Call for Papers | Posterity in France, 1650–1800

Posted in Calls for Papers by Editor on August 23, 2014

From the Voltaire Foundation’s Facebook page, via Early Modern Architecture:

Posterity in France, 1650–1800
University of Cambridge, 19 March 2015

Proposals due by 6 October 2014

Organised by Jessica Goodman (Cambridge) and Russell Goulbourne (King’s College London)

‘La postérité pour le philosophe, c’est l’autre monde de l’homme religieux’.

So writes Diderot to the sculptor Etienne Falconet in early 1766. Their long correspondence on the subject of posterity is just one response to a topic that pervades cultural production in eighteenth-century France: from the Encyclopédie’s aim to convey to the future not only human knowledge but also the names of its creators, through Rousseau’s desire to control his posthumous image in his Confessions, to the celebration of the first literary centenaries, which gave contemporary writers cause to think on their own legacies.

The desire to be remembered was nothing new in the period: as far back as Horace’s claim in 23BC that ‘I shall not wholly die’, writers and artists had been imagining the afterlife that would be available to them through their works. This one-day conference, though, sets out to investigate the specificity of the idea of future glory for French cultural producers in the period 1650–1800, when there seems to be a suggestive confluence of social and intellectual changes: the growth of the public sphere, a new concept of an exemplary ‘grand homme’ focusing on moral and intellectual achievement rather than high birth or military might, a context of declining patronage and de-institutionalisation, and an increasing secularism, with the attendant questions about the afterlife of the soul.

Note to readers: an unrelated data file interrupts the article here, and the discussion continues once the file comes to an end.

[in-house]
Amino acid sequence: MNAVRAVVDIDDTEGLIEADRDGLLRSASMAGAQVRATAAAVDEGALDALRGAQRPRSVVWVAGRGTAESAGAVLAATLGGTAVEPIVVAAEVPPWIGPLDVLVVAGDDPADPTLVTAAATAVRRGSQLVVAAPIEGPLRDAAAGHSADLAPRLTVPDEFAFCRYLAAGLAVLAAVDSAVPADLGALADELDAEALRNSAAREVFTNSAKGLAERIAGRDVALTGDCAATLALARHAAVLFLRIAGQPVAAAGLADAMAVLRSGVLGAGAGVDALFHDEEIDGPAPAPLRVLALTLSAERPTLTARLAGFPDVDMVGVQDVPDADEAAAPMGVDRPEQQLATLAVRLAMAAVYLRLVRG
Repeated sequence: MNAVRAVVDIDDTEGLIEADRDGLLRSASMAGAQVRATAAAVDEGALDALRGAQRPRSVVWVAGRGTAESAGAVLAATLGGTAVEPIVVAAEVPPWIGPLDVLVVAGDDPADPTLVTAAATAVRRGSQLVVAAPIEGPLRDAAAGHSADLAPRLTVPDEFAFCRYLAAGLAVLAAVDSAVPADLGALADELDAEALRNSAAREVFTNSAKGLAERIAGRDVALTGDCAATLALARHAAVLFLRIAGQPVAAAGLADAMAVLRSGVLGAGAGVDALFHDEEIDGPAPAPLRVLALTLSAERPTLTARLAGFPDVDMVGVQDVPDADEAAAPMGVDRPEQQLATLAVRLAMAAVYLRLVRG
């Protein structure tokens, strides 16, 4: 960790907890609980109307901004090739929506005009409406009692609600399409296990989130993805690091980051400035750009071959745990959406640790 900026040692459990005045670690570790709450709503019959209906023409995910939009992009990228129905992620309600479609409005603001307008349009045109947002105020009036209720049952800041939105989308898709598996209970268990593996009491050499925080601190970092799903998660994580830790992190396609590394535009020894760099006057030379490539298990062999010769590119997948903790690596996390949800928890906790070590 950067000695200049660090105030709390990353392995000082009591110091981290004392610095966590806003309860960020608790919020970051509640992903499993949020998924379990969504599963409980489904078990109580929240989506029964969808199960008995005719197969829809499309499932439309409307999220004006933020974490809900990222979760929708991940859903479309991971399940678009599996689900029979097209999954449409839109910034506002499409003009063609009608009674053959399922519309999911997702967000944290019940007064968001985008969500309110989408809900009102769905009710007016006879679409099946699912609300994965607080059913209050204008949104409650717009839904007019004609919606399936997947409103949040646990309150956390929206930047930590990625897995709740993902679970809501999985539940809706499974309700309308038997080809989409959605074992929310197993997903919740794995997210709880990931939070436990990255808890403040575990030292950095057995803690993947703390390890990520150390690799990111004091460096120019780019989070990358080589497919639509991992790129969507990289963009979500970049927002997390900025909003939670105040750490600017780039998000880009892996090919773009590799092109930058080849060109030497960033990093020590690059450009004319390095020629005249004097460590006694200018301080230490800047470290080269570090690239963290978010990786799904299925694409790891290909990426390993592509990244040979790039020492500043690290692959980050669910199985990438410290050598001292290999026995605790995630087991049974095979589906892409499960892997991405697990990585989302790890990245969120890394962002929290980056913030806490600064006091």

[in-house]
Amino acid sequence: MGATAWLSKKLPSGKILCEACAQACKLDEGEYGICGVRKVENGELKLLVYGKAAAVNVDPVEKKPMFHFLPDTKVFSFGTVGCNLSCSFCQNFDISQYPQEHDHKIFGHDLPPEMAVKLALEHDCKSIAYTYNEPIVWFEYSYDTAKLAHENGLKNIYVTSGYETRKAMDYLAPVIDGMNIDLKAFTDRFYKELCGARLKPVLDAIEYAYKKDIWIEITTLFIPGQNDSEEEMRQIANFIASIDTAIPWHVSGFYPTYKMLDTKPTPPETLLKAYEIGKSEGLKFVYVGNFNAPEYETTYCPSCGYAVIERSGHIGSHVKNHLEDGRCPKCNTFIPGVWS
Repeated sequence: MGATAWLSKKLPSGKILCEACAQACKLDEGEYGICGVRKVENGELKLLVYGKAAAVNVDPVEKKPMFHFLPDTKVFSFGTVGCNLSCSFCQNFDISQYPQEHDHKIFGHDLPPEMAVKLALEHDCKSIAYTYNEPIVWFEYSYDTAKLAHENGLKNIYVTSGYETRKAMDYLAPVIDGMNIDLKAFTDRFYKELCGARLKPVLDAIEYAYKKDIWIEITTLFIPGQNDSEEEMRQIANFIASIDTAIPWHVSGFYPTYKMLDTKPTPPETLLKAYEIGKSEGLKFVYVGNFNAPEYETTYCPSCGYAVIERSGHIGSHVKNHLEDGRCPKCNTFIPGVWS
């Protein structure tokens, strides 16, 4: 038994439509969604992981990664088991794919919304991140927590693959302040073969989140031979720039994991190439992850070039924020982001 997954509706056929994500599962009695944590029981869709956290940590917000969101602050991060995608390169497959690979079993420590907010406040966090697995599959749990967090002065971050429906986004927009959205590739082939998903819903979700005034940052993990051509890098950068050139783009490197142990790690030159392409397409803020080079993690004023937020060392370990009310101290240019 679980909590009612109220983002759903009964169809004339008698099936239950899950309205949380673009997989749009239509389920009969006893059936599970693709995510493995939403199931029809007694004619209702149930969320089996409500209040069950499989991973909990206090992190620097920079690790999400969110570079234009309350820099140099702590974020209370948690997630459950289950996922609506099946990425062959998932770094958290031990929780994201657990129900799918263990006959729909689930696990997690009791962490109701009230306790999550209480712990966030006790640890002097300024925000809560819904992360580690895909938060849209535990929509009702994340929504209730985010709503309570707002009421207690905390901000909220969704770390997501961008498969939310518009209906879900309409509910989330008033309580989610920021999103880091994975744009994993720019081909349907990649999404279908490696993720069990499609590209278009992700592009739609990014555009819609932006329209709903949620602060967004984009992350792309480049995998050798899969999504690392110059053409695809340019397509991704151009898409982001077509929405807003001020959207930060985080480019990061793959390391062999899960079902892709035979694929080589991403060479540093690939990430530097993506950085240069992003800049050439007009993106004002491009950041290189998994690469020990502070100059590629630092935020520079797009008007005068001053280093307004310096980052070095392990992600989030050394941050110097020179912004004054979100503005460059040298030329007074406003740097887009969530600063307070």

Topics to be addressed could include:
• The specific features of the concept of posterity developed in the period
• How a consciousness of posterity affects how and what people write—both as individuals and in terms of broader cultural trends
• How the lure of posterity relates to an individual’s social self-positioning in life
• Whether writers and artists hold a particularly privileged position in the quest to be remembered
• The extent to which new cultures of mourning and commemoration influence or are influenced by contemporary writings on posterity
• The relationship between posterity and the religious afterlife in the thought of the period

Papers may be given in English or French and should last 20 minutes. Abstracts of 200–300 words should be sent to earlymodernposterity@gmail.com by Monday 6 October 2014. Questions may also be addressed to the organisers at this address. Contributions from early-career scholars and postgraduates are particularly welcome.

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